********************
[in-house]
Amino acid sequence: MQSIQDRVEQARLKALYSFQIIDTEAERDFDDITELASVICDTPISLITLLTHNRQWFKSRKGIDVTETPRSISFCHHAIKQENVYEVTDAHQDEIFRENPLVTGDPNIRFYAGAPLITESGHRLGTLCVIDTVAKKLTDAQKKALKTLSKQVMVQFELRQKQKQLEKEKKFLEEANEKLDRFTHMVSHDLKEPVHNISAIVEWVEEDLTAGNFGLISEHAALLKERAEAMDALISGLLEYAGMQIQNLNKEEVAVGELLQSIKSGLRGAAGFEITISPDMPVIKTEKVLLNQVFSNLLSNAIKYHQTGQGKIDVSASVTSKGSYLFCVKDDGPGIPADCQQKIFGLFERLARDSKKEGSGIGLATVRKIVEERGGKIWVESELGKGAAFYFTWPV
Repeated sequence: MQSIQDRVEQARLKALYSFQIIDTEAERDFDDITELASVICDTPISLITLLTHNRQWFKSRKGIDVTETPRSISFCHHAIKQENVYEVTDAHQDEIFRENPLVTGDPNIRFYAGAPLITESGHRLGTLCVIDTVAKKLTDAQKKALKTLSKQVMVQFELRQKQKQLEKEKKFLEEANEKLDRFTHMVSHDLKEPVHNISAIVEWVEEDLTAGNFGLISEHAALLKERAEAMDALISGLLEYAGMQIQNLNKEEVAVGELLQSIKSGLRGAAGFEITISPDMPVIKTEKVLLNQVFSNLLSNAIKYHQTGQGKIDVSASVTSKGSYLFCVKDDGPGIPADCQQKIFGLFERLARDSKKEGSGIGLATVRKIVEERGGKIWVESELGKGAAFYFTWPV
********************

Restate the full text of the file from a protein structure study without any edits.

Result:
[in-house]
Amino acid sequence: MQSIQDRVEQARLKALYSFQIIDTEAERDFDDITELASVICDTPISLITLLTHNRQWFKSRKGIDVTETPRSISFCHHAIKQENVYEVTDAHQDEIFRENPLVTGDPNIRFYAGAPLITESGHRLGTLCVIDTVAKKLTDAQKKALKTLSKQVMVQFELRQKQKQLEKEKKFLEEANEKLDRFTHMVSHDLKEPVHNISAIVEWVEEDLTAGNFGLISEHAALLKERAEAMDALISGLLEYAGMQIQNLNKEEVAVGELLQSIKSGLRGAAGFEITISPDMPVIKTEKVLLNQVFSNLLSNAIKYHQTGQGKIDVSASVTSKGSYLFCVKDDGPGIPADCQQKIFGLFERLARDSKKEGSGIGLATVRKIVEERGGKIWVESELGKGAAFYFTWPV
Repeated sequence: MQSIQDRVEQARLKALYSFQIIDTEAERDFDDITELASVICDTPISLITLLTHNRQWFKSRKGIDVTETPRSISFCHHAIKQENVYEVTDAHQDEIFRENPLVTGDPNIRFYAGAPLITESGHRLGTLCVIDTVAKKLTDAQKKALKTLSKQVMVQFELRQKQKQLEKEKKFLEEANEKLDRFTHMVSHDLKEPVHNISAIVEWVEEDLTAGNFGLISEHAALLKERAEAMDALISGLLEYAGMQIQNLNKEEVAVGELLQSIKSGLRGAAGFEITISPDMPVIKTEKVLLNQVFSNLLSNAIKYHQTGQGKIDVSASVTSKGSYLFCVKDDGPGIPADCQQKIFGLFERLARDSKKEGSGIGLATVRKIVEERGGKIWVESELGKGAAFYFTWPV